My apologies for the serious lateness of this post, but we’ve had a heck of a month. And by ‘we’ I mean not just me, but New York, and you know…the country. Since I last wrote in, we’ve had an unprecedented natural disaster, an unprecedented national election, a totally (er) precedented national holiday and I’ve had a few random personal doozies thrown in there as well. I could blog ’til I’m blue in the face, but as I sit here with Fleetwood’s “Landslide” coming through the speakers and my bamboo and green tea writing candle burning away (trying not to salivate as I anticipate the mac n’ cheese and beer that my husband is about to hand me), instead I’ll focus on some things that Sandy got me thinking about. Hurricane Sandy, that is.
I listened to my beloved Brian Lehrer of WNYC the other day, as he interviewed a woman named Rebecca Solnit, the author of a book called A Paradise Built in Hell: The Extraordinary Communities That Arise in Disaster. The book examines crises from the 1906 San Francisco earthquake to 9/11 to Katrina and the intriguing social possibilities that arise out of their ashes. WNYC had already interviewed her when her book came out around three years ago, but it was a good week to do a recap.
Having been a New Yorker on 9/11, during the 2003 blackout and now for Hurricane Sandy, this is a subject I can speak to from personal experience. Not as a sociologist, but as a member of a community that has been mightily tested in the last 11 years.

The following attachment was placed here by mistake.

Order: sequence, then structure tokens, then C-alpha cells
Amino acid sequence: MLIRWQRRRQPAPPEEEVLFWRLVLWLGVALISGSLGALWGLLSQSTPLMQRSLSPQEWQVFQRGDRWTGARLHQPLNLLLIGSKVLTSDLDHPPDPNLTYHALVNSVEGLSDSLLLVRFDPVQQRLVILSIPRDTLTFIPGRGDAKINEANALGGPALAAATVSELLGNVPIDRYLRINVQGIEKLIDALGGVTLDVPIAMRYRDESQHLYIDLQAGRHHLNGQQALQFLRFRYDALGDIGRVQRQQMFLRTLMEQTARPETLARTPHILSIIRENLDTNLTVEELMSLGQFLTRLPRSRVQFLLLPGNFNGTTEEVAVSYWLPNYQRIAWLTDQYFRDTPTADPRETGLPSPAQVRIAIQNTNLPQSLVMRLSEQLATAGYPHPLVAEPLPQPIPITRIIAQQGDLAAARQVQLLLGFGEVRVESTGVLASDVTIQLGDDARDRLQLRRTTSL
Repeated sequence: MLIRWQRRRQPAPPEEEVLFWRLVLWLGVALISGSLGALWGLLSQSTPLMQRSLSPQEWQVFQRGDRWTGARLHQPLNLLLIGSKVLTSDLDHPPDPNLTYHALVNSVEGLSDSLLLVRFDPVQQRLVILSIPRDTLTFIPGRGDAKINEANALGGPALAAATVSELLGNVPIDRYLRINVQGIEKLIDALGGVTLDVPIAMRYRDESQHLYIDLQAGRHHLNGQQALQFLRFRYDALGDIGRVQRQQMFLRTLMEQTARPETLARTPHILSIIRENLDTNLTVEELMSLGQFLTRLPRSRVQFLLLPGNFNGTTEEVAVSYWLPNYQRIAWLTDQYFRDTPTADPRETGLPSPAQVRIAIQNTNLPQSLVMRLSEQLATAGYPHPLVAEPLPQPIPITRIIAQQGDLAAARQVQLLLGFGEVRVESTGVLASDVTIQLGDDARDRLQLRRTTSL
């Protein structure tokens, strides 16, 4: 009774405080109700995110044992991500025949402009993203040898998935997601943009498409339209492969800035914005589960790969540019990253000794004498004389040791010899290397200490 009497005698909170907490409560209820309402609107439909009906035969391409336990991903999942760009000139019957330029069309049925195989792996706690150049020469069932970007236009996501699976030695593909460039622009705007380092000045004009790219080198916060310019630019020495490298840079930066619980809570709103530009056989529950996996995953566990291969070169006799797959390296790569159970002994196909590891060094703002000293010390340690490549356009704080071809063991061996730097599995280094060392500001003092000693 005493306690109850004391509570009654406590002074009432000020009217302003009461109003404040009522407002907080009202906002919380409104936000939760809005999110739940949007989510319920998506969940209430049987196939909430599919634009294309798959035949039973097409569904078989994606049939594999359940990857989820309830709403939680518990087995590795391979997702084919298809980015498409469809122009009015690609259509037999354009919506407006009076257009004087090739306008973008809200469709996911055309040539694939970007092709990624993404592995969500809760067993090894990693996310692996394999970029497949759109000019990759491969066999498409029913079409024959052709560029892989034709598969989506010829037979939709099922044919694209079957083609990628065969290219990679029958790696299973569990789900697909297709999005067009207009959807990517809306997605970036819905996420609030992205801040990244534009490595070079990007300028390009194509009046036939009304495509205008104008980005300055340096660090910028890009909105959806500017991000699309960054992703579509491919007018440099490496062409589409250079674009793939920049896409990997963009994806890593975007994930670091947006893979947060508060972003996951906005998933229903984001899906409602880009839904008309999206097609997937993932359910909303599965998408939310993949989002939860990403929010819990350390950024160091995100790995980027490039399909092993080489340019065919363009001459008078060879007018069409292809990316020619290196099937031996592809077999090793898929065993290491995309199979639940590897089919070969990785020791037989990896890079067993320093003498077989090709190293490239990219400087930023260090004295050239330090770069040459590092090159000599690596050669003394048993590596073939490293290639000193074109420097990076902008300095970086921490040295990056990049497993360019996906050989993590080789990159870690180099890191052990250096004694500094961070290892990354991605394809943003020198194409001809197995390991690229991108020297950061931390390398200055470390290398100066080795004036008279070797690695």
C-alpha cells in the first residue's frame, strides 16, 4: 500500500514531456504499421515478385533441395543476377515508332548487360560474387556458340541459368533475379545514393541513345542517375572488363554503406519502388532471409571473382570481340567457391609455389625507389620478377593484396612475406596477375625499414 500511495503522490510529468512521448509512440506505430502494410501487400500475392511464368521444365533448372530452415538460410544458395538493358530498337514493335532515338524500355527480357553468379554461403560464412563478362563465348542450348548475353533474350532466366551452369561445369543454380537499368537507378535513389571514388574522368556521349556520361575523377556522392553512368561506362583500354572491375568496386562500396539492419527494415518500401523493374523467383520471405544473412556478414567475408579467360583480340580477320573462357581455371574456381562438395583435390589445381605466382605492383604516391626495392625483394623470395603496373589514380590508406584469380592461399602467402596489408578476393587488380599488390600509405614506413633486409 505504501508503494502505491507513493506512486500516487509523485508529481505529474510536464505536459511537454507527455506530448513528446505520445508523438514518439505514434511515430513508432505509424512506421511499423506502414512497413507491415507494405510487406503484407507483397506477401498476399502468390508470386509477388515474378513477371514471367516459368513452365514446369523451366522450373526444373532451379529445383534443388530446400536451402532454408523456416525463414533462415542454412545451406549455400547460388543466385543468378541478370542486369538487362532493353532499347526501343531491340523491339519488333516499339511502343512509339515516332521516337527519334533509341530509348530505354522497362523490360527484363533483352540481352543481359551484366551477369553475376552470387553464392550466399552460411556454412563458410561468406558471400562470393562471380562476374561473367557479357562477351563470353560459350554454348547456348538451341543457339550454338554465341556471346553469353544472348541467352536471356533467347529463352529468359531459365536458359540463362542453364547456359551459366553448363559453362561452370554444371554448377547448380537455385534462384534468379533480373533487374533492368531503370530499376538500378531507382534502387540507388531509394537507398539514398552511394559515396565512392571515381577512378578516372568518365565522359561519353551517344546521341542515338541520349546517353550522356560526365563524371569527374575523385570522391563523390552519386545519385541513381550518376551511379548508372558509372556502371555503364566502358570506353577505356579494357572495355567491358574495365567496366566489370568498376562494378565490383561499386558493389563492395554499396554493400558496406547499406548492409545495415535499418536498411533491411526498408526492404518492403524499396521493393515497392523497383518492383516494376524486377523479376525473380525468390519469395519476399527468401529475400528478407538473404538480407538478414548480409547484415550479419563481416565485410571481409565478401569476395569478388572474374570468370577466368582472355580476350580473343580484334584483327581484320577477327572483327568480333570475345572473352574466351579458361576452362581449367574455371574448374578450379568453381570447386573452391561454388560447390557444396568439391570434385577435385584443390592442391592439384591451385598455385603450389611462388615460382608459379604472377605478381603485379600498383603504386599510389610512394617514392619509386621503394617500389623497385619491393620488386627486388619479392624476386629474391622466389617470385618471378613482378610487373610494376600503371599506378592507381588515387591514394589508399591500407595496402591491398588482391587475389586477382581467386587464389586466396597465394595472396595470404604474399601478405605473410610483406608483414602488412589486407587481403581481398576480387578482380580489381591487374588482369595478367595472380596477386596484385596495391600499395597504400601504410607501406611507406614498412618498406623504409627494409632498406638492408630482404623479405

As I feel like I’ve told many people over the last decade, I was just a year out of college on 9/11, and that morning I was on one of the last subway trains to run from Brooklyn under downtown Manhattan before they were shut down. Streams of people entered (rather than exited) the train, and after catching frazzled bits of conversation, it was clear that the first tower had been hit but no one knew what was happening. By the time I reached my office near Columbus Circle, the second tower had been hit as well. My crazy boss was panicking, and wouldn’t let me leave the office. My mom worked on the Mall in DC, and we thought it had been hit too, so I frantically tried to reach her but no phones were working. After connecting with my mom and dad hours later, I finally left my office against the behest of Crazyboss, and walked through uptown Manhattan to take refuge at my friend’s house. This was the first time I got a taste of what Gotham gets like in a time of chaos and need.
There was a tenderness in every pair of eyes I met. I remember noticing that cars weren’t honking, and people were being patient with each other rather than swearing and bickering. There was an eerie quiet. Restaurants and bars were bustling with people who didn’t know where else to go, and as I passed dining patios, I noticed that everyone was treating their servers kindly, acknowledging that, aside from officials and rescue workers, they may have been the only people still working in the city that day. Strangers were helping each other on the streets, and the elderly and children were being watched over by more than their caretakers. Neighbors who may never have met before that day were mingling on stoops and sharing their homes. There wasn’t a feeling of mourning yet: people were smiling, but the scenes had a faraway feeling, like inside we knew we were all very sad and scared.